Cerebral palsy is a neurological disorder that affects the way the brain sends communication to the muscle groups and the body. It’s caused by a brain injury or malformation while a child’s brain is still developing, and can impact body movement, posture, balance, motor functioning skills, as well as muscle control, weakness and tone. Infants are at risk of cerebral palsy before, during or immediately after birth.
Although cerebral palsy is called a “non-life threatening” condition, receiving a cerebral palsy diagnosis often comes with overwhelming feelings of shock and worry for parents of a newborn. Our Vancouver cerebral palsy lawyer team has helped many families across British Columbia seek compensation and better understand how they can support and raise a child with cerebral palsy.
With cerebral palsy, physical symptoms start to show in the first few years of life and can range from slight tremors and poor coordination to complete paralysis. Cerebral palsy is a non-progressive condition, meaning the brain damage caused at the time of birth will not cause further degeneration. (Read more about the signs of cerebral palsy in newborns.)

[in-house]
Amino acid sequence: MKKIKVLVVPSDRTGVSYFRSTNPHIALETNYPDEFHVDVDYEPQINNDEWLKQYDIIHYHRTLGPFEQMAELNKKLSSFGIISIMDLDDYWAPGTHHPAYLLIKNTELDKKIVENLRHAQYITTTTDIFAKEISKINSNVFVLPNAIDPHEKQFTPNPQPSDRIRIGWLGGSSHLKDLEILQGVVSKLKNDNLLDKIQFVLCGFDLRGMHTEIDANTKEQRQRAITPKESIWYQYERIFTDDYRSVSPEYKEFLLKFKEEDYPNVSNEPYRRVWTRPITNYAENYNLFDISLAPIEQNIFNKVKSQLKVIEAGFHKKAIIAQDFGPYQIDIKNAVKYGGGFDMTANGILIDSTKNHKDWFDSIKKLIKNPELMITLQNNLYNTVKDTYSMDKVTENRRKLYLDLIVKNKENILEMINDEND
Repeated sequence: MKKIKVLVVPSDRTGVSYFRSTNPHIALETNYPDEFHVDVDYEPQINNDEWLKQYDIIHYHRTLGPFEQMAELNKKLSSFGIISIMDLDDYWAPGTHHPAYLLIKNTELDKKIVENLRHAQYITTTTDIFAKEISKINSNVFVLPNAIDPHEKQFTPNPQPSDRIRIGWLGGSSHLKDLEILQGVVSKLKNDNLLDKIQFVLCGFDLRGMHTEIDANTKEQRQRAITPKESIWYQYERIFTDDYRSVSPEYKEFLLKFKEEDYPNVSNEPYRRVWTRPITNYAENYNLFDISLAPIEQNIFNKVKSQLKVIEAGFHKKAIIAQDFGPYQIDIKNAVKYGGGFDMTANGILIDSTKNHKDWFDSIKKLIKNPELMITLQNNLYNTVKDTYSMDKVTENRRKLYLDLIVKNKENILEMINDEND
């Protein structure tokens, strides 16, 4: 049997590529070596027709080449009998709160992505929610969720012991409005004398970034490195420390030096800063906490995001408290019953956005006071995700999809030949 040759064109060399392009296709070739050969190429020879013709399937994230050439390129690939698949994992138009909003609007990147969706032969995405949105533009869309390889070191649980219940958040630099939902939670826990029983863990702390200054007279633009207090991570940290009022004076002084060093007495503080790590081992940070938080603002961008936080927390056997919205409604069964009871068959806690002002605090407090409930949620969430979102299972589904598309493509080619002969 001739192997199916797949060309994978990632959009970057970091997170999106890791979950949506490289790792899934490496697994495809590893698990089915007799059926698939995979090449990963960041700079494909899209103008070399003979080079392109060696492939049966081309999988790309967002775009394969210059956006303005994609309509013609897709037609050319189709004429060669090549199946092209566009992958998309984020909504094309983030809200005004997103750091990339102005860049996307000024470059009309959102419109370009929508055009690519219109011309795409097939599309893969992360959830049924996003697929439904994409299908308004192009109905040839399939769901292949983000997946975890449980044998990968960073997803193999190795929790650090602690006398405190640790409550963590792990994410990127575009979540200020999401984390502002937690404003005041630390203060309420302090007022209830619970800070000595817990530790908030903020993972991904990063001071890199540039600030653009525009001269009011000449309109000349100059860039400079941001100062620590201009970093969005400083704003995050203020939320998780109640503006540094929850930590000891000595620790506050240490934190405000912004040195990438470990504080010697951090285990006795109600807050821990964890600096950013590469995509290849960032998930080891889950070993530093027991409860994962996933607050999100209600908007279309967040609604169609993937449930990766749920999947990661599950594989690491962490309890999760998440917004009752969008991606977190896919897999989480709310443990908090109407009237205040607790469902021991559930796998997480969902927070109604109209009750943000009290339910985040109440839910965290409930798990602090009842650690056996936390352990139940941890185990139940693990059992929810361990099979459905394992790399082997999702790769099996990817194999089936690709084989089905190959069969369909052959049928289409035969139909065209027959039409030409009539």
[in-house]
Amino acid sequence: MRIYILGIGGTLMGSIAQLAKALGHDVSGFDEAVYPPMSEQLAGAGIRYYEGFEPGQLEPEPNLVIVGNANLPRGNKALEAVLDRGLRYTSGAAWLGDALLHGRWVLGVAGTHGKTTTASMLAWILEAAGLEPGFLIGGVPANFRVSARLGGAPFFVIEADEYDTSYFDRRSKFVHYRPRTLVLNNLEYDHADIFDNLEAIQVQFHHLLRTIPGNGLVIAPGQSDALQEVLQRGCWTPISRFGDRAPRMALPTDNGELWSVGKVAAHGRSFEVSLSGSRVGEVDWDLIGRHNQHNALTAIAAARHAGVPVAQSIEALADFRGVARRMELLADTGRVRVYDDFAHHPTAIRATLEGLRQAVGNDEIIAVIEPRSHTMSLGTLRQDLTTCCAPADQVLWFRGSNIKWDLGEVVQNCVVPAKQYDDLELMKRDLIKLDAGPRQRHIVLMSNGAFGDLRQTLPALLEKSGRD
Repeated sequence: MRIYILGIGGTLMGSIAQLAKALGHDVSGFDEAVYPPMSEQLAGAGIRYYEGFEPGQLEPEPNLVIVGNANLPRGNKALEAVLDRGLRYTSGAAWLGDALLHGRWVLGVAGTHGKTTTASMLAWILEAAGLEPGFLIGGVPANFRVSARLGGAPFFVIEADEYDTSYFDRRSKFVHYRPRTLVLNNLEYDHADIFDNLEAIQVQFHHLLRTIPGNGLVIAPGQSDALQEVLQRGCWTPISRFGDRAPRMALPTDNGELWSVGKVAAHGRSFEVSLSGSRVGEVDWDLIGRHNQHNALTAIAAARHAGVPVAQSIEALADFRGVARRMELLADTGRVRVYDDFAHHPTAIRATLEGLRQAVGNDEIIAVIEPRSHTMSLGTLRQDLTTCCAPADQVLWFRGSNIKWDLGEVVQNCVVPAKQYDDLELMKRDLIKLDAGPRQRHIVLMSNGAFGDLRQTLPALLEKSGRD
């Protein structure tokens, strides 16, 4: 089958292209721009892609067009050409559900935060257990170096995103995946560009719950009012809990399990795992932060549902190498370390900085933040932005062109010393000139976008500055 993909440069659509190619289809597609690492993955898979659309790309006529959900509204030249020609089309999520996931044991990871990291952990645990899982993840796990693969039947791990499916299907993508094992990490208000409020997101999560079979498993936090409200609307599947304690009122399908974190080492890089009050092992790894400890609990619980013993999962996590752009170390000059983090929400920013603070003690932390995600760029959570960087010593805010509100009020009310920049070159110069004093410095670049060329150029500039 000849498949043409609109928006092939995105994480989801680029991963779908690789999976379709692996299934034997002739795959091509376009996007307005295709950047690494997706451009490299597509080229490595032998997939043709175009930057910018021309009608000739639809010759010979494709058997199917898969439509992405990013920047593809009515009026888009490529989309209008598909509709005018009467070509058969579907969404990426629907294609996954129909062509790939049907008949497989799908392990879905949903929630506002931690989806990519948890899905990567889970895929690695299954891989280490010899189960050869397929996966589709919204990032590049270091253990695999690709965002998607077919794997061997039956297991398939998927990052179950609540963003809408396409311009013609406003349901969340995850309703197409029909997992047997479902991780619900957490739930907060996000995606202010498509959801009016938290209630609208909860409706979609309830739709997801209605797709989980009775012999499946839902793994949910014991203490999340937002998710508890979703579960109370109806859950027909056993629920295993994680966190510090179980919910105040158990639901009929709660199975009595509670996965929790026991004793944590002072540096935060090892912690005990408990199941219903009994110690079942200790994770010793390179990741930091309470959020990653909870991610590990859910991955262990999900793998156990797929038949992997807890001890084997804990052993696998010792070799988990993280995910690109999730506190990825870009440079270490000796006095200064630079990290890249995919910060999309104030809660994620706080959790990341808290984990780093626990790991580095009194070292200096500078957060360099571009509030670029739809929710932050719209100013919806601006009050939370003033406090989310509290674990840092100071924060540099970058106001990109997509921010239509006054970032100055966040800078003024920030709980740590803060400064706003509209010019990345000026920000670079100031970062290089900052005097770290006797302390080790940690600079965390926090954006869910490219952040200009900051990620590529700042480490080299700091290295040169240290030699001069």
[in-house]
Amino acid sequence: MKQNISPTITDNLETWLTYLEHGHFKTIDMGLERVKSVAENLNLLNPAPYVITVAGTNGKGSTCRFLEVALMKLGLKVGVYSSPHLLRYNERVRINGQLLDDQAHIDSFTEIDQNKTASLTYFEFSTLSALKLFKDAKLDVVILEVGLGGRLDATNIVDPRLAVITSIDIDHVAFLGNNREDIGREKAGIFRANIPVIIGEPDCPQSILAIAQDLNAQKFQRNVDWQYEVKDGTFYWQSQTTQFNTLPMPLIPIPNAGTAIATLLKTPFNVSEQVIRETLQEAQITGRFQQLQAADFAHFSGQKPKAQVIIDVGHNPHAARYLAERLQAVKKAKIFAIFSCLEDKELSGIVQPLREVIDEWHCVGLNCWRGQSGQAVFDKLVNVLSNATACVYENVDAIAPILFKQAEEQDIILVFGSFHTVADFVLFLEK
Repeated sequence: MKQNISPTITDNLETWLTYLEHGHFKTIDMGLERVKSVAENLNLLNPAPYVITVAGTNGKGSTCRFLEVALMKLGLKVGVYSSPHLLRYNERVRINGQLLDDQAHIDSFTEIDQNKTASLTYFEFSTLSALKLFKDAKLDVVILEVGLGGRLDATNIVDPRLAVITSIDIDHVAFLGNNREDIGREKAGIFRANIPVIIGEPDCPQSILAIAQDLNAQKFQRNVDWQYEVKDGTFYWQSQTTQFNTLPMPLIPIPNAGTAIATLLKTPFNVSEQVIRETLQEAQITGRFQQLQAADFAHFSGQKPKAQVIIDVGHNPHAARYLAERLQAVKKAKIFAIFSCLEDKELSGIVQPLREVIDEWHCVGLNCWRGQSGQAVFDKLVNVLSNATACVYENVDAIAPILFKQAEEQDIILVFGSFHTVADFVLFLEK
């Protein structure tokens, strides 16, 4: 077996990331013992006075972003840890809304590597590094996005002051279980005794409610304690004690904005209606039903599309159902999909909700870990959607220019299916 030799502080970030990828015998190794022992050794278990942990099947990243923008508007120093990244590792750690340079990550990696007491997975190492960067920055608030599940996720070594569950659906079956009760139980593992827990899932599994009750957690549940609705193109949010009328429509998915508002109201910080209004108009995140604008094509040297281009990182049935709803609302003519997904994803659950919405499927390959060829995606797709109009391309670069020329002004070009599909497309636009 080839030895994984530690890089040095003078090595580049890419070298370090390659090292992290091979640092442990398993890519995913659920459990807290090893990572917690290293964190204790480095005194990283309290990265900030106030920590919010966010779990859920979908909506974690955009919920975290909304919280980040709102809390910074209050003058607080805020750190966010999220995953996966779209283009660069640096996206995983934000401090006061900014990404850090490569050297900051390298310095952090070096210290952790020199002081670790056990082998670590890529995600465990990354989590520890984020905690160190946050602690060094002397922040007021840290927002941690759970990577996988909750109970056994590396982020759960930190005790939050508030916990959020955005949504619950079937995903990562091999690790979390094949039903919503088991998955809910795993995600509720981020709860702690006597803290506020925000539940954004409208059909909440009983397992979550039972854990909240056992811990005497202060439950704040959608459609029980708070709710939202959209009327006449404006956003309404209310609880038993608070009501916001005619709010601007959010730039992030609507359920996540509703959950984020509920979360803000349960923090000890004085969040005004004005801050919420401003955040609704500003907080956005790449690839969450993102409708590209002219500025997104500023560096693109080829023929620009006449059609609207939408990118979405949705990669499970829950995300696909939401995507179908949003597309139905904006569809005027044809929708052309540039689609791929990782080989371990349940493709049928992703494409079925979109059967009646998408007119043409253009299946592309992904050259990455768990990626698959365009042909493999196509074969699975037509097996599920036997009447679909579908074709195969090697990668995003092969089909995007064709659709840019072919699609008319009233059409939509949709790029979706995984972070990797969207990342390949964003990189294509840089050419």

When Cerebral Palsy Is a Result of Medical Negligence
While there is no single cause of CP, birthing complications are responsible for approximately 10% of cerebral palsy cases. This can include medical negligence during pregnancy or the birthing process, injury, infections, accidents, or abuse.
With treatment and rehabilitation (such as physical therapy, occupational therapy and speech therapy), children can still have a bright and happy future ahead. However, the cost of appointments, travel, missed work for parents, medication, equipment and more can really add up.
If your child’s cerebral palsy is the result of medical negligence, you are entitled to fair and just compensation that can ease some of the financial stresses ahead.
Our compassionate Vancouver cerebral palsy lawyer team can help you assess whether the condition was caused by medical negligence, and put together a medical malpractice claim to recoup costs for your child’s medical and home care expenses, rehabilitation, physical therapy, special education, counseling and supplies such as wheelchairs or braces (if required).